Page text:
Tuesday, May 3, 2016

Under a Microscope

Being part of my generation, I've seen and read a few articles and blog posts about us and what others seem to perceive. Most of it is hardly positive. The other night, a page on Facebook I follow posted a viral video of a young woman apologizing for our existence. Hence my decision to write what I think. By the way, I didn't watch the video. I've seen enough petulant stuff in the media to understand the attitude and topic of what the video obviously talks about, and the brief explanation was enough.

Instead of merely listing what's wrong and what I think is right or wrong, at least right away, I'm going to be simple and say this: I believe every generation has the same attitudes and personalities, the same strengths and weaknesses. The only reason those born between the early 1980s and the early 2000s are getting the most observed flack about everything is because we're the first generation to live in the digital age where interconnectivity is rich and fully apart of our lives, and we therefore have social media to keep us highly aware of all of this.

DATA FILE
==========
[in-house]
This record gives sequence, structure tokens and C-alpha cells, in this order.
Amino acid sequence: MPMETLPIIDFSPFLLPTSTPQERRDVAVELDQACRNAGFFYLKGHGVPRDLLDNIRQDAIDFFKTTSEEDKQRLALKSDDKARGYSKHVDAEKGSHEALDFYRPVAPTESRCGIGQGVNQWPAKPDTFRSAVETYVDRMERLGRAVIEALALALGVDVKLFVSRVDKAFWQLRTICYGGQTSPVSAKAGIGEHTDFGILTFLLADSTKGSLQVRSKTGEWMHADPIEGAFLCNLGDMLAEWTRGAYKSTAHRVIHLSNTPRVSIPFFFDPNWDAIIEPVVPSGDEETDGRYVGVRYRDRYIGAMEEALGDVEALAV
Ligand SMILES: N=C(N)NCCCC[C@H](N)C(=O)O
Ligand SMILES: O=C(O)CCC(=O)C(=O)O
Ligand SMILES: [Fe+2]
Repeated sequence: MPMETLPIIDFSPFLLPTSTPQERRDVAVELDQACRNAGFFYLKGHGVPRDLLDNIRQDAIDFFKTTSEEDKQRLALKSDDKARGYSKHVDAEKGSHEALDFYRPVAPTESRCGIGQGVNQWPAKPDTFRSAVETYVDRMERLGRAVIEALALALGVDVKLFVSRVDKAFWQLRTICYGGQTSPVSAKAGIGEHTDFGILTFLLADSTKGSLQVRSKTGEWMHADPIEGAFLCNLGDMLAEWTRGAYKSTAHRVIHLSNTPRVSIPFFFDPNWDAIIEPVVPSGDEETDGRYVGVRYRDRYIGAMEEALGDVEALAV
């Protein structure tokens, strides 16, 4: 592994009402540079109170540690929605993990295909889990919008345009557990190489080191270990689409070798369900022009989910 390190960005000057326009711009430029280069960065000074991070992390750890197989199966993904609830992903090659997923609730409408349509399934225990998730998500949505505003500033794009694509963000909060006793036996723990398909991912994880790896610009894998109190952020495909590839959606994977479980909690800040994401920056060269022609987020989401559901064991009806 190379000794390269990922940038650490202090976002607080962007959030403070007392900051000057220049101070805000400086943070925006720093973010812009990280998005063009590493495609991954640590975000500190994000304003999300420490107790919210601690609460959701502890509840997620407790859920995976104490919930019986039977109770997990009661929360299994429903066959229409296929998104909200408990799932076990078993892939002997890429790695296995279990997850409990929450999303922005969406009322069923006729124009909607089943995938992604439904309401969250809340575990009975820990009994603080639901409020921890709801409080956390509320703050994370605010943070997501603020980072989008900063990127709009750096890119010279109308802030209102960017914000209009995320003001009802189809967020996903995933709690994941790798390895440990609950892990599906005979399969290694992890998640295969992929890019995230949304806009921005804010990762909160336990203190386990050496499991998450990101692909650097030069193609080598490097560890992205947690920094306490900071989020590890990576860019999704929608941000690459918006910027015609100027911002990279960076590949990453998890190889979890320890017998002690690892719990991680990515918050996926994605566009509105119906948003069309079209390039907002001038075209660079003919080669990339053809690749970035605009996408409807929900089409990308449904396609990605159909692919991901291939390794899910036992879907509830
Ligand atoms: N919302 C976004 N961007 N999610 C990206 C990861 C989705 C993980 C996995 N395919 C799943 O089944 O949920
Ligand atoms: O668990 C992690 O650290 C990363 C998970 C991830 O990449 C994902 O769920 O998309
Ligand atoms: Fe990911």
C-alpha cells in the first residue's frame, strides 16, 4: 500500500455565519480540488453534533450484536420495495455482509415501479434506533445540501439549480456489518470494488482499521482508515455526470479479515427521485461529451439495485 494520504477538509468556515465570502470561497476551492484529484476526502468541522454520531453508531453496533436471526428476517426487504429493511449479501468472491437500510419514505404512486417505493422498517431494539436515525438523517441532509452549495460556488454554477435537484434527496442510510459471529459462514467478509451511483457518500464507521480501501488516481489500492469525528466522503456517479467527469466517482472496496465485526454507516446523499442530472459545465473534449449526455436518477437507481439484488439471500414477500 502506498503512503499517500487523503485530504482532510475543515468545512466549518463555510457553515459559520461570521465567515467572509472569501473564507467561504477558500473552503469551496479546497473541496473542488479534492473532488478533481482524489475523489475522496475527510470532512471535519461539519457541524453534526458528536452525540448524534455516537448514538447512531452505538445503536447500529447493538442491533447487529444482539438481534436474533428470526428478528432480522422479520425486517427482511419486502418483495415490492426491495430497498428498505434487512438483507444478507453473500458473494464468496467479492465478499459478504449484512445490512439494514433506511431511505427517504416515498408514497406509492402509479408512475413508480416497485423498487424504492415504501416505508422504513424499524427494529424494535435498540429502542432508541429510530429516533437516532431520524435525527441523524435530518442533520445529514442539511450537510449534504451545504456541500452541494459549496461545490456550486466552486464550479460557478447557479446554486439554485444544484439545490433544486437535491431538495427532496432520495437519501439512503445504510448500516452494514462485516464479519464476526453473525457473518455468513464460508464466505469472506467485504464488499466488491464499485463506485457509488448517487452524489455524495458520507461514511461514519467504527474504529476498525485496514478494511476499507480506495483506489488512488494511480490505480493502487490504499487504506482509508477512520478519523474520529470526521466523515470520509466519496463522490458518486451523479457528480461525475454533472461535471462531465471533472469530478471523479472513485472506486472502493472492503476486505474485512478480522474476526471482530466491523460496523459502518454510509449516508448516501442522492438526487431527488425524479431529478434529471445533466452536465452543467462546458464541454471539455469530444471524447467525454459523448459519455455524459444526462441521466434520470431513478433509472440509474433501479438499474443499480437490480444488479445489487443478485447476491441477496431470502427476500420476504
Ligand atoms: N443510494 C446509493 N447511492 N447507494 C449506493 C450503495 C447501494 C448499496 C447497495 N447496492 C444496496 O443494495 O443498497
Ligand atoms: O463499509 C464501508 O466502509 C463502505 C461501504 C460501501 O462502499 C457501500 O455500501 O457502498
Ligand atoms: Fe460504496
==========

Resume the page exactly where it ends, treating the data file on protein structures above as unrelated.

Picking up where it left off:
There's also the fact that we are the first generation to use smartphones and computer-based relationships. We have such a high wealth of information at our hands. You don't have to go to the library to research a topic in a book or on microfilm, you can just plug into a network and use Wikipedia or countless other online resources; you don't have to phone your friend or knock on his door, you can simply text him or look on your Facebook newsfeed and get information from all your friends immediately. This unfortunately means you get a ridiculous overload of information as kids take selfies non-stop and people track each other on apps, and we come off as self-absorbed narcissistic brainiacs who know a lot about nothing at all. I doubt knowing Canadian Daniel Lanois produced Martha and the Muffins, Peter Gabriel, U2, and Robbie Robertson will get you very far when it comes to useful knowledge.

We are also coming of age at an inopportune time, and this isn't an excuse. A lot of successful people, aside from brains or courage or determination, happened to come along at a very good time. A very interesting book by Malcolm Gladwell, Outliers, discusses this. Computer software pioneers like Bill Gates, Steve Wozniak, Steve Jobs, etc. all happened to come of age in the mid-70s when computer software development was just picking up. There was a developing market for what they were born to do, and they came at the perfect time. For us, though, in an economic sense, we have the period of time after the Great Recession. Things are as slow as ever.